North Korea on Friday threatened to permanently shut a liaison office with South Korea as it continued to condemn its rival for failing to prevent activists from sending anti-North Korean leaflets across the border.
The statement by North Korea's ruling Workers' Party came a day after the powerful sister of leader Kim Jong Un said the country would end a military agreement reached with South Korea in 2018 to reduce tensions if Seoul fails to stop the activists.
Kim Yo Jong also said North Korea could permanently shut the liaison office and a joint factory park in the border town of Kaesong, which have been symbols of reconciliation between the two countries.
Desperate to keep alive a faltering diplomacy with North Korea, South Korea in response said it would push new laws to ban activists from flying leaflets by balloon to the North, which triggered a debate over freedom of speech.
But an unidentified spokesperson of the Workers' Party's inter-Korean affairs department said Seoul's promise lacked sincerity and the scrapping of the liaison office will be the first in a series of North Korean steps that would cause "extreme fatigue" for the South.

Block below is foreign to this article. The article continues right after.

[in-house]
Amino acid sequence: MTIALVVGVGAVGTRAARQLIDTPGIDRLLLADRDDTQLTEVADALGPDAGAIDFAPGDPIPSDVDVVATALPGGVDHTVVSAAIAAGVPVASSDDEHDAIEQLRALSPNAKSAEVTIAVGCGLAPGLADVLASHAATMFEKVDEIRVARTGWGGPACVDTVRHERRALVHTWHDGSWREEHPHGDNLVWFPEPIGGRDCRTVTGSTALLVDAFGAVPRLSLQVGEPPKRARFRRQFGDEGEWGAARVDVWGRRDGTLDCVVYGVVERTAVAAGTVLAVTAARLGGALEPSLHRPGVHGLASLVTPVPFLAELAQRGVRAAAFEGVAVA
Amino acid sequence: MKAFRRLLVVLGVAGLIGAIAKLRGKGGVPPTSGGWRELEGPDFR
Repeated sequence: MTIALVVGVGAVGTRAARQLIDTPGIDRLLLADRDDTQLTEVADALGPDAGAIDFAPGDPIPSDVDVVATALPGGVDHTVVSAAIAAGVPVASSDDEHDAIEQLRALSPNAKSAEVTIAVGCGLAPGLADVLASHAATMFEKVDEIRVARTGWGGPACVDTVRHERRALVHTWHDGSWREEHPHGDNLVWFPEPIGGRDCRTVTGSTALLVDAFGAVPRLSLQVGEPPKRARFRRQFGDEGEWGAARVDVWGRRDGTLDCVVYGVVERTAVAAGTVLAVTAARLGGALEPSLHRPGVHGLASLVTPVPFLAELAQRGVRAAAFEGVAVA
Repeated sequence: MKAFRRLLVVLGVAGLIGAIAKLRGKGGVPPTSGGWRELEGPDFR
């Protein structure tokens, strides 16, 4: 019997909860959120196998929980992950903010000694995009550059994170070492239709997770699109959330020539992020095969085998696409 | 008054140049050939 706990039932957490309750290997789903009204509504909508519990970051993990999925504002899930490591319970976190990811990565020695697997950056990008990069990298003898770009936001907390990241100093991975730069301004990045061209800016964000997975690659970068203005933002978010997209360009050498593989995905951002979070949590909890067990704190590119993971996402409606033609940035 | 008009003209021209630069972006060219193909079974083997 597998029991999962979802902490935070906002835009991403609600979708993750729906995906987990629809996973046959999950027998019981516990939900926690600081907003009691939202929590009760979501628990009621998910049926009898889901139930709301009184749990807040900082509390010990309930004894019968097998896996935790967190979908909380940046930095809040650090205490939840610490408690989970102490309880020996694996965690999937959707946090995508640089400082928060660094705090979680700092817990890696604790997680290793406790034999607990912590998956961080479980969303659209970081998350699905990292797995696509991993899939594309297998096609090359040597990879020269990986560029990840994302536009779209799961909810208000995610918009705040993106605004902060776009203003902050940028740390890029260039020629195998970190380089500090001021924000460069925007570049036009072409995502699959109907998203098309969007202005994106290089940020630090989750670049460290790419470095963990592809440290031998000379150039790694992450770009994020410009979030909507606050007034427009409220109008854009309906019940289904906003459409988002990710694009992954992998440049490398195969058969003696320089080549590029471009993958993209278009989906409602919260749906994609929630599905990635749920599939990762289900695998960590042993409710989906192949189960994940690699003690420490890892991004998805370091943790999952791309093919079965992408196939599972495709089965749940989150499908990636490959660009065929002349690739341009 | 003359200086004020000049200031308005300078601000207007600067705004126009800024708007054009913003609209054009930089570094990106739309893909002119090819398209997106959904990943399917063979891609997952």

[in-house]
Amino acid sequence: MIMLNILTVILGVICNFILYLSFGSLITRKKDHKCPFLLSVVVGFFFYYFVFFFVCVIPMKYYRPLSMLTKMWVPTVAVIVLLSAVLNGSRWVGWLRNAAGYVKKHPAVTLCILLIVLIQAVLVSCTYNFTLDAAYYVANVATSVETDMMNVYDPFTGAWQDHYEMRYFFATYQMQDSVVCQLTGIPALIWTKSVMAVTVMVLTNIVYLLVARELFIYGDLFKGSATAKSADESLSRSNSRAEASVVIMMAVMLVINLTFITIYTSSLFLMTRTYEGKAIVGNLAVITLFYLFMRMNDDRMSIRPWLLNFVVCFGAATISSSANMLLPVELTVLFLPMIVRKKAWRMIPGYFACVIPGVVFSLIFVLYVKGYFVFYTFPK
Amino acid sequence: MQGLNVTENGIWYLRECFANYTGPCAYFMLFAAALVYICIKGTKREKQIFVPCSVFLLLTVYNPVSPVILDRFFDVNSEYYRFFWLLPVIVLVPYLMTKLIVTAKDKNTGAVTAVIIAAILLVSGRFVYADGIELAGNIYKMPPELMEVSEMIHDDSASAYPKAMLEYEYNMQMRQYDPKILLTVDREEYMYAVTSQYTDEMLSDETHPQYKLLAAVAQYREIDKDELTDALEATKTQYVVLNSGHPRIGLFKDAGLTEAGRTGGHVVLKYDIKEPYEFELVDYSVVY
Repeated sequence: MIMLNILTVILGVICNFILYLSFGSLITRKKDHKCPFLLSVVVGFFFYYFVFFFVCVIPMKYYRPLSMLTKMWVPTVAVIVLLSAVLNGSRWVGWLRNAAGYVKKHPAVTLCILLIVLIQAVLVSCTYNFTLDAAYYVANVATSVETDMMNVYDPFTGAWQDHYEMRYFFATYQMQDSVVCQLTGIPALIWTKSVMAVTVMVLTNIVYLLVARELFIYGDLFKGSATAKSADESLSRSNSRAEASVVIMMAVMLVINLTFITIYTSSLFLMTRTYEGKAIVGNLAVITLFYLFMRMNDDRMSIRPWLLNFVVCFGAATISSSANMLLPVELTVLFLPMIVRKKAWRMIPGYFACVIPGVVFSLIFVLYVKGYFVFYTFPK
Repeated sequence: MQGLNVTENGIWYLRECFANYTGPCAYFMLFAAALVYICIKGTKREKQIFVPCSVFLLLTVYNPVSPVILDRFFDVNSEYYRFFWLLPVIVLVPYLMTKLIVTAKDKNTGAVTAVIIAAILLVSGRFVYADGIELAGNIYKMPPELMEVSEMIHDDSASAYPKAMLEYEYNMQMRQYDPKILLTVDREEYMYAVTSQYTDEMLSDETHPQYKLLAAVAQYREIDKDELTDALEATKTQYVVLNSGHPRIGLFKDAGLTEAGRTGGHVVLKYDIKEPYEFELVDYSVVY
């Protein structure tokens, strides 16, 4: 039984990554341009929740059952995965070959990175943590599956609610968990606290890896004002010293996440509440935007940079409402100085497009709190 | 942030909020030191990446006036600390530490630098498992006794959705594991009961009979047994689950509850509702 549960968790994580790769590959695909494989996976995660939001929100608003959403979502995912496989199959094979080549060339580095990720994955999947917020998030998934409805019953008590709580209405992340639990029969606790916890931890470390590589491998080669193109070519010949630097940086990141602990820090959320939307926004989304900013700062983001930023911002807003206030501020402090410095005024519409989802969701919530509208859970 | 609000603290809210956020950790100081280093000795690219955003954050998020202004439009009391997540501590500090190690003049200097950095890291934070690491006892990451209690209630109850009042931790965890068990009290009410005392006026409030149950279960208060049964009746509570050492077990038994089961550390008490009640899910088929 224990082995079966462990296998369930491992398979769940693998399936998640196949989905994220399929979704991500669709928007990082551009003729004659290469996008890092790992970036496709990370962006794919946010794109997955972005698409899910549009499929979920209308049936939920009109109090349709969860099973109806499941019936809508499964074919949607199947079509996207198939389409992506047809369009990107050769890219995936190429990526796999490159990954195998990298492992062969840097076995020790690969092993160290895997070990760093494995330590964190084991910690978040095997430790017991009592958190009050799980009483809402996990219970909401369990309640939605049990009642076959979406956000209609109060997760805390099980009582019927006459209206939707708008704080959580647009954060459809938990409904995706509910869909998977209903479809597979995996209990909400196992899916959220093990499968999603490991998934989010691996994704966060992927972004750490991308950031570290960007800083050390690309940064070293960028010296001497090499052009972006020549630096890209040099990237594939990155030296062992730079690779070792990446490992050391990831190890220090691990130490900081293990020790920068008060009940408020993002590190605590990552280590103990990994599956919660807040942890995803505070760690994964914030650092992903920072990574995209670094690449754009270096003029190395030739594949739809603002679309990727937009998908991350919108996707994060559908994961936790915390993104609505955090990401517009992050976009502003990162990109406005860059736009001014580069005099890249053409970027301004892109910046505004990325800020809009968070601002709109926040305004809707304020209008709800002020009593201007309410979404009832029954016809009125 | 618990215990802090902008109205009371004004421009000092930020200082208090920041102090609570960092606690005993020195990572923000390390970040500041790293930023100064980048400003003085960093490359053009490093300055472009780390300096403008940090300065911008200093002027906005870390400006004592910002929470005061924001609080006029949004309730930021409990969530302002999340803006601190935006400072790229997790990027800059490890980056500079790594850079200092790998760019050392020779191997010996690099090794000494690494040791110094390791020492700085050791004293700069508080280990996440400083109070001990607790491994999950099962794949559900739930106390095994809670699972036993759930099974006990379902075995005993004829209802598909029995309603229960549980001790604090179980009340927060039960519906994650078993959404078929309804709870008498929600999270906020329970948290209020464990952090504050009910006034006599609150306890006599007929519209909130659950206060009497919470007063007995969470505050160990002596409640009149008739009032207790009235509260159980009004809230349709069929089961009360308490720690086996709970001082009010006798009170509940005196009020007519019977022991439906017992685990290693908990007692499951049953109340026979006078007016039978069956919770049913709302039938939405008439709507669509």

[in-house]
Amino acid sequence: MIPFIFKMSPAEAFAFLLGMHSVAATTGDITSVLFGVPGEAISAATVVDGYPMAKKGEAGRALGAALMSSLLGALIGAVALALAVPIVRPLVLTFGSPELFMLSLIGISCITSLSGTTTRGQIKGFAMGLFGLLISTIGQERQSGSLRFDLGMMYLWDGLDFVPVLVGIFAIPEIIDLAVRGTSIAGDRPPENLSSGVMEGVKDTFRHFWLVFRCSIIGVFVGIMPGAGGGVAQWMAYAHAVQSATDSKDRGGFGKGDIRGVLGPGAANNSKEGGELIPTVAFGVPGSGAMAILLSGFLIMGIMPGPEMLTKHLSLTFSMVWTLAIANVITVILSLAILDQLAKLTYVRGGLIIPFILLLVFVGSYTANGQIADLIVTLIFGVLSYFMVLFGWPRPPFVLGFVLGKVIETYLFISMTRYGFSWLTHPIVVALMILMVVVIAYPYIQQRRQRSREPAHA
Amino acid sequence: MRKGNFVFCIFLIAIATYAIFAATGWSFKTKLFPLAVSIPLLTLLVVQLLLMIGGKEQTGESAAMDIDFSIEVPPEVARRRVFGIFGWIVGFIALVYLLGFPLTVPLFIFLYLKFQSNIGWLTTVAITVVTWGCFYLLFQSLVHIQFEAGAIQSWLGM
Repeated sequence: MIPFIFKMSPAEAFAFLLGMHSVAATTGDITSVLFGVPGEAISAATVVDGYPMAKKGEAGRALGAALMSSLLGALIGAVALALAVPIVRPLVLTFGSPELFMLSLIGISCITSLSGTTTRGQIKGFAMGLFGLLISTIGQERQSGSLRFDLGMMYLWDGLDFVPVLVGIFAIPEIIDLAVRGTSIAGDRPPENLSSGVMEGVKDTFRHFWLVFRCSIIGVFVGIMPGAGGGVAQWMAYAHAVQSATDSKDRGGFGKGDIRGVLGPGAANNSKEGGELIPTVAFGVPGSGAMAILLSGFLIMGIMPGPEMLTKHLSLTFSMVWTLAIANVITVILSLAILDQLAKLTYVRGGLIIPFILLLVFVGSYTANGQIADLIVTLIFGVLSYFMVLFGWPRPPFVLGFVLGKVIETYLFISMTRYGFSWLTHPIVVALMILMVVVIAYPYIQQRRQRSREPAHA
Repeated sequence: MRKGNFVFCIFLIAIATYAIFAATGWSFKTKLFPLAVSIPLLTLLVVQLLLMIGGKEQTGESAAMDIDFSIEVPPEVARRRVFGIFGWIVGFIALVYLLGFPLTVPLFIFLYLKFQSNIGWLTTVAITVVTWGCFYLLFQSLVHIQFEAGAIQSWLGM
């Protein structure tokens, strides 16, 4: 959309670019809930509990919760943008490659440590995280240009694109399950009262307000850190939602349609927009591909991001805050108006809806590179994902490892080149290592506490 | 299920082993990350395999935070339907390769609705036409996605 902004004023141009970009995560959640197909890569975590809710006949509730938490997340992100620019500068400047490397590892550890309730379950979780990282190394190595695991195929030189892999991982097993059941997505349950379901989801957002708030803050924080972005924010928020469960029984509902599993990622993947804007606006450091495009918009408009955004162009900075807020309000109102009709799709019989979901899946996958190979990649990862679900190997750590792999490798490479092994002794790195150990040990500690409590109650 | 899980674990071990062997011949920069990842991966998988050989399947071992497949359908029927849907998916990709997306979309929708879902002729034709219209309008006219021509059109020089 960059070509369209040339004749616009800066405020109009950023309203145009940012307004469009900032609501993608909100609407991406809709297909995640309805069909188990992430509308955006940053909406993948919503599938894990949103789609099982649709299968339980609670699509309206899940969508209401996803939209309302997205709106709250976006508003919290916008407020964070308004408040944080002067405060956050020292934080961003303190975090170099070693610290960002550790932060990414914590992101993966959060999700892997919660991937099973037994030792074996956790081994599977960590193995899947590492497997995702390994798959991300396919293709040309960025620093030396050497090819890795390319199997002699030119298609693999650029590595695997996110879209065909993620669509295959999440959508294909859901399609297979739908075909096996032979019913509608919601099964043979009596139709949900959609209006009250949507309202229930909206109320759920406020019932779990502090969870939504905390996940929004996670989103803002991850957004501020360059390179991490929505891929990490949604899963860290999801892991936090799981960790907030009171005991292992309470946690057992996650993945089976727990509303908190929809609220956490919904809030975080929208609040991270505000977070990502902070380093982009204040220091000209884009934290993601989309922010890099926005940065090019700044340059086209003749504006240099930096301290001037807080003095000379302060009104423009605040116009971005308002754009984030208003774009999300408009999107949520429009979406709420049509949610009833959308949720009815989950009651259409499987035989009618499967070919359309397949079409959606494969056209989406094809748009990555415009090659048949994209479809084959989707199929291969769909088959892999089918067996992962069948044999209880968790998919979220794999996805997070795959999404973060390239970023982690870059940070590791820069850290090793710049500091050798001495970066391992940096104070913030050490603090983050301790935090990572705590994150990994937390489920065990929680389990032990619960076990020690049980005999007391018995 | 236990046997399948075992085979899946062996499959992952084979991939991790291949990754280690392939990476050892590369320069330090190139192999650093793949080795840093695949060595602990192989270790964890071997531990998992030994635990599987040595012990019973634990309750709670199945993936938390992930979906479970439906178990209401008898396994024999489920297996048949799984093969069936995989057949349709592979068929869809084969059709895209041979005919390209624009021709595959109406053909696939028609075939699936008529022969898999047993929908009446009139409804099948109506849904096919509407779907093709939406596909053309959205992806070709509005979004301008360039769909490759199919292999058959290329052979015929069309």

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The statement also confirmed an elevated status for Kim Yo Jong, who was described as her brother's top official for inter-Korean affairs.
Under her instructions, North Korea has decided as a first step to "abolish the North-South liaison office that is occupying space in the Kaesong industrial complex while doing nothing," the statement said.
"We will not hide that we for a long time have considered decisive measures to completely shut down all spaces of contact with the South and fundamentally eliminate the sources of provocations from the South," said the spokesperson of the party's United Front Department.
"The latest events have strengthened our conclusion that an enemy is just an enemy ... it is our determination to go as far as we can in a vicious cycle of confrontation."
South Korea's government had no immediate reaction to the statement.
Sending balloons across the border has been a common activist tactic for years, but North Korea considers it an attack on its government. Defectors and other activists in recent weeks have used balloons to fly leaflets criticizing Kim Jong Un over his nuclear ambitions and dismal human rights record.
While Seoul has sometimes sent police officers to block such activities during sensitive times, it had previously resisted North Korea's calls to fully ban them, saying the activists were exercising their freedom.